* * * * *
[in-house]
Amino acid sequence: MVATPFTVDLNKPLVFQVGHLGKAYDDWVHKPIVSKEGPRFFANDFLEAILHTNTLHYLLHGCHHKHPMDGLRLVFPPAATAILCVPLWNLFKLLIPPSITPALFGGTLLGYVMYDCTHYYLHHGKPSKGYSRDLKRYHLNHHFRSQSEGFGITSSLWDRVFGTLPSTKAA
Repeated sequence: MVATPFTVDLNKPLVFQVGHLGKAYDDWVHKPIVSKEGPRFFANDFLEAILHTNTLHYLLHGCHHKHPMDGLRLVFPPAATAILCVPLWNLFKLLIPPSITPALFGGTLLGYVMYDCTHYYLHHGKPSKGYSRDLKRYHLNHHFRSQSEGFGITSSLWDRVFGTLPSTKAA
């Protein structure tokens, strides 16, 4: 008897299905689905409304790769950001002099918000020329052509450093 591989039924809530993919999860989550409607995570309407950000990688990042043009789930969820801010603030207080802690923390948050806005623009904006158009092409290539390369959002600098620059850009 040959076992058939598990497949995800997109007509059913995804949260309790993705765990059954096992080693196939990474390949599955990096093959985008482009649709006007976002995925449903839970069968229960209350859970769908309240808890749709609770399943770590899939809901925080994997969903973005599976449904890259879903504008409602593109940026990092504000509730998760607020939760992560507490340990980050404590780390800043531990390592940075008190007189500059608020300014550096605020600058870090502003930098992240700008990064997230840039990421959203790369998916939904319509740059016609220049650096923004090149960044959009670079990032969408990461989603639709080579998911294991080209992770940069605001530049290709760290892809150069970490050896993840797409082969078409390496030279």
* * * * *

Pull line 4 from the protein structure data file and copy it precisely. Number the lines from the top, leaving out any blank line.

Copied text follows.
């Protein structure tokens, strides 16, 4: 008897299905689905409304790769950001002099918000020329052509450093 591989039924809530993919999860989550409607995570309407950000990688990042043009789930969820801010603030207080802690923390948050806005623009904006158009092409290539390369959002600098620059850009 040959076992058939598990497949995800997109007509059913995804949260309790993705765990059954096992080693196939990474390949599955990096093959985008482009649709006007976002995925449903839970069968229960209350859970769908309240808890749709609770399943770590899939809901925080994997969903973005599976449904890259879903504008409602593109940026990092504000509730998760607020939760992560507490340990980050404590780390800043531990390592940075008190007189500059608020300014550096605020600058870090502003930098992240700008990064997230840039990421959203790369998916939904319509740059016609220049650096923004090149960044959009670079990032969408990461989603639709080579998911294991080209992770940069605001530049290709760290892809150069970490050896993840797409082969078409390496030279």